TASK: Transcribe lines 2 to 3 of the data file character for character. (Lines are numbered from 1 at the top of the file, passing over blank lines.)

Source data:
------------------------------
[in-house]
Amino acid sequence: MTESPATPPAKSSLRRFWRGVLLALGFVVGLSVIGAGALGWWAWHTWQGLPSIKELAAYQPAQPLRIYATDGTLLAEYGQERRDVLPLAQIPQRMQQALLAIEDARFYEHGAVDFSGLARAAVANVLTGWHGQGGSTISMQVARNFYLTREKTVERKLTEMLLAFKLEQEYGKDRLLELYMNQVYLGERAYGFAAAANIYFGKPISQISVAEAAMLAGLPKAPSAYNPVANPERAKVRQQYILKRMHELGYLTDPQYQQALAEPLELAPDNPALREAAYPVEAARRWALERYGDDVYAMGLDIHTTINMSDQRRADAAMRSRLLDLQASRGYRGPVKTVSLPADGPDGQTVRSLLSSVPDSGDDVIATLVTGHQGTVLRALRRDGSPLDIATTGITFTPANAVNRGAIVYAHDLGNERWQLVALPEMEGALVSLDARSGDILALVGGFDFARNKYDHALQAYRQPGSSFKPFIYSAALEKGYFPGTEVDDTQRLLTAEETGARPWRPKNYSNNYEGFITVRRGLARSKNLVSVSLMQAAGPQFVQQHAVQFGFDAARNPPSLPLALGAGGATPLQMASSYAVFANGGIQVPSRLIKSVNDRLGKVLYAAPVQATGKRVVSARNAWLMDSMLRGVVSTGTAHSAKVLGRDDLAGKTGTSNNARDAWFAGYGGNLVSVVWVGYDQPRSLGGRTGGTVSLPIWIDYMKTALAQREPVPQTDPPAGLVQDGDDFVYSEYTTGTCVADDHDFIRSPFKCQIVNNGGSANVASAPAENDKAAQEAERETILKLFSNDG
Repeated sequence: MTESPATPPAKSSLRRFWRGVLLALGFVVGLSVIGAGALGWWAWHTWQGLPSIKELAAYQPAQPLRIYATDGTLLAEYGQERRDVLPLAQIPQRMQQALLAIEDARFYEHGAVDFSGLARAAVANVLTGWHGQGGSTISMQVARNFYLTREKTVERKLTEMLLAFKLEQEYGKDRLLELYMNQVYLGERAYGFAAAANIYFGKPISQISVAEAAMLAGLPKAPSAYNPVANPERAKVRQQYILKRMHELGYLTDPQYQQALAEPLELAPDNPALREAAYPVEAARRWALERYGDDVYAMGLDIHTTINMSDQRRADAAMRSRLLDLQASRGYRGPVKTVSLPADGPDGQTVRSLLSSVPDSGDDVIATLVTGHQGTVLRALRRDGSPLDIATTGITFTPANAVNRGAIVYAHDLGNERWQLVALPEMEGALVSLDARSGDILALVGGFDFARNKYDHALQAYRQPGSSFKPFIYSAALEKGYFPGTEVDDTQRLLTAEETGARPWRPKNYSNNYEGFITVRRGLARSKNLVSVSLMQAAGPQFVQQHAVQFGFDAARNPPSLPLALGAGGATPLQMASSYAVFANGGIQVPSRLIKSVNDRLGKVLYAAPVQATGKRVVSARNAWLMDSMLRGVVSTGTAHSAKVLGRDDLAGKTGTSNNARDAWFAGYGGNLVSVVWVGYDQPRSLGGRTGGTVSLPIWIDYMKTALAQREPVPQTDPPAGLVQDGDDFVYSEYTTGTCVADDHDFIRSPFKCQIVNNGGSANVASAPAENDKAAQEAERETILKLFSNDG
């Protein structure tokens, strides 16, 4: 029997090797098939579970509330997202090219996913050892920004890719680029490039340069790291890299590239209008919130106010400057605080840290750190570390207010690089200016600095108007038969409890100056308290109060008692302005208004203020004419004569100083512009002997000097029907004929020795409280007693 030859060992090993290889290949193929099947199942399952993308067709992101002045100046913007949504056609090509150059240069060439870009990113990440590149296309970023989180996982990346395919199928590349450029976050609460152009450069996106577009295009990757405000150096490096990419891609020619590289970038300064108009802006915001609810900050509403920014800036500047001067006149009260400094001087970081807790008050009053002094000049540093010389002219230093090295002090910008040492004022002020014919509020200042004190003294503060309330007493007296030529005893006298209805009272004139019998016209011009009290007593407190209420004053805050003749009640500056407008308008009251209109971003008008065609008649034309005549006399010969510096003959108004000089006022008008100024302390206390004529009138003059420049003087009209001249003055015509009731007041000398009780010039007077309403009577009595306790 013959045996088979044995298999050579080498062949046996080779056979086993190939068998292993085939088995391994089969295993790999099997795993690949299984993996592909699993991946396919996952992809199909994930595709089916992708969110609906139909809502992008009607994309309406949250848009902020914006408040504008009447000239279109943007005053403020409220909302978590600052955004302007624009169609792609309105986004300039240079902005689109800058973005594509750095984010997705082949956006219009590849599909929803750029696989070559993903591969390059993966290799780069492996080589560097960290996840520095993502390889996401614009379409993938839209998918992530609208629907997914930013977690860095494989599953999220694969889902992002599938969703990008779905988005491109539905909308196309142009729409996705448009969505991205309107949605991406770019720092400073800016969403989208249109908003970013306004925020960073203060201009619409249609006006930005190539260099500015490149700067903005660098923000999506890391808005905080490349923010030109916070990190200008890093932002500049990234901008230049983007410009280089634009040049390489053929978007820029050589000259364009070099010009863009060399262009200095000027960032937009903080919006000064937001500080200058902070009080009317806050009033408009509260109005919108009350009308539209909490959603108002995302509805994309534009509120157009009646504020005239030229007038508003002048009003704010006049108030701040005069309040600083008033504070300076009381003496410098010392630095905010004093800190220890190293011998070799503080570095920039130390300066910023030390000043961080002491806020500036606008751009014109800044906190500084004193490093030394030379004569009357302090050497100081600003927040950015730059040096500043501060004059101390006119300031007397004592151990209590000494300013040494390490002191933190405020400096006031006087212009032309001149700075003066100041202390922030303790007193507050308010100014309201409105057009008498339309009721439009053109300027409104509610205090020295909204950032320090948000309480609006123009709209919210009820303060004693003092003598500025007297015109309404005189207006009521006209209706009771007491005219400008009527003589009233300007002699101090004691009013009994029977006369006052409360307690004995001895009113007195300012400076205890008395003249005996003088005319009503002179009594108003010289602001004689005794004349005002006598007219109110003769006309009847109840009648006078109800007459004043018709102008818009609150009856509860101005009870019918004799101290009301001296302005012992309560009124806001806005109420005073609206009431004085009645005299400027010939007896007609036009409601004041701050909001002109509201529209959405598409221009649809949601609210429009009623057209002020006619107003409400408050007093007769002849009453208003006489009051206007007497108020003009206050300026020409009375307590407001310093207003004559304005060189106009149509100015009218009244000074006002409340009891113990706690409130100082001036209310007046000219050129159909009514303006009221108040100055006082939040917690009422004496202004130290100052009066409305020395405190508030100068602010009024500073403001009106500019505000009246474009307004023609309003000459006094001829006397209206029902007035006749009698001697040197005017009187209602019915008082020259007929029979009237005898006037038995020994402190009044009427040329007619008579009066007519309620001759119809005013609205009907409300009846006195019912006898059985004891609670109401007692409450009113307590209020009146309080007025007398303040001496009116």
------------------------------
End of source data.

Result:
Amino acid sequence: MTESPATPPAKSSLRRFWRGVLLALGFVVGLSVIGAGALGWWAWHTWQGLPSIKELAAYQPAQPLRIYATDGTLLAEYGQERRDVLPLAQIPQRMQQALLAIEDARFYEHGAVDFSGLARAAVANVLTGWHGQGGSTISMQVARNFYLTREKTVERKLTEMLLAFKLEQEYGKDRLLELYMNQVYLGERAYGFAAAANIYFGKPISQISVAEAAMLAGLPKAPSAYNPVANPERAKVRQQYILKRMHELGYLTDPQYQQALAEPLELAPDNPALREAAYPVEAARRWALERYGDDVYAMGLDIHTTINMSDQRRADAAMRSRLLDLQASRGYRGPVKTVSLPADGPDGQTVRSLLSSVPDSGDDVIATLVTGHQGTVLRALRRDGSPLDIATTGITFTPANAVNRGAIVYAHDLGNERWQLVALPEMEGALVSLDARSGDILALVGGFDFARNKYDHALQAYRQPGSSFKPFIYSAALEKGYFPGTEVDDTQRLLTAEETGARPWRPKNYSNNYEGFITVRRGLARSKNLVSVSLMQAAGPQFVQQHAVQFGFDAARNPPSLPLALGAGGATPLQMASSYAVFANGGIQVPSRLIKSVNDRLGKVLYAAPVQATGKRVVSARNAWLMDSMLRGVVSTGTAHSAKVLGRDDLAGKTGTSNNARDAWFAGYGGNLVSVVWVGYDQPRSLGGRTGGTVSLPIWIDYMKTALAQREPVPQTDPPAGLVQDGDDFVYSEYTTGTCVADDHDFIRSPFKCQIVNNGGSANVASAPAENDKAAQEAERETILKLFSNDG
Repeated sequence: MTESPATPPAKSSLRRFWRGVLLALGFVVGLSVIGAGALGWWAWHTWQGLPSIKELAAYQPAQPLRIYATDGTLLAEYGQERRDVLPLAQIPQRMQQALLAIEDARFYEHGAVDFSGLARAAVANVLTGWHGQGGSTISMQVARNFYLTREKTVERKLTEMLLAFKLEQEYGKDRLLELYMNQVYLGERAYGFAAAANIYFGKPISQISVAEAAMLAGLPKAPSAYNPVANPERAKVRQQYILKRMHELGYLTDPQYQQALAEPLELAPDNPALREAAYPVEAARRWALERYGDDVYAMGLDIHTTINMSDQRRADAAMRSRLLDLQASRGYRGPVKTVSLPADGPDGQTVRSLLSSVPDSGDDVIATLVTGHQGTVLRALRRDGSPLDIATTGITFTPANAVNRGAIVYAHDLGNERWQLVALPEMEGALVSLDARSGDILALVGGFDFARNKYDHALQAYRQPGSSFKPFIYSAALEKGYFPGTEVDDTQRLLTAEETGARPWRPKNYSNNYEGFITVRRGLARSKNLVSVSLMQAAGPQFVQQHAVQFGFDAARNPPSLPLALGAGGATPLQMASSYAVFANGGIQVPSRLIKSVNDRLGKVLYAAPVQATGKRVVSARNAWLMDSMLRGVVSTGTAHSAKVLGRDDLAGKTGTSNNARDAWFAGYGGNLVSVVWVGYDQPRSLGGRTGGTVSLPIWIDYMKTALAQREPVPQTDPPAGLVQDGDDFVYSEYTTGTCVADDHDFIRSPFKCQIVNNGGSANVASAPAENDKAAQEAERETILKLFSNDG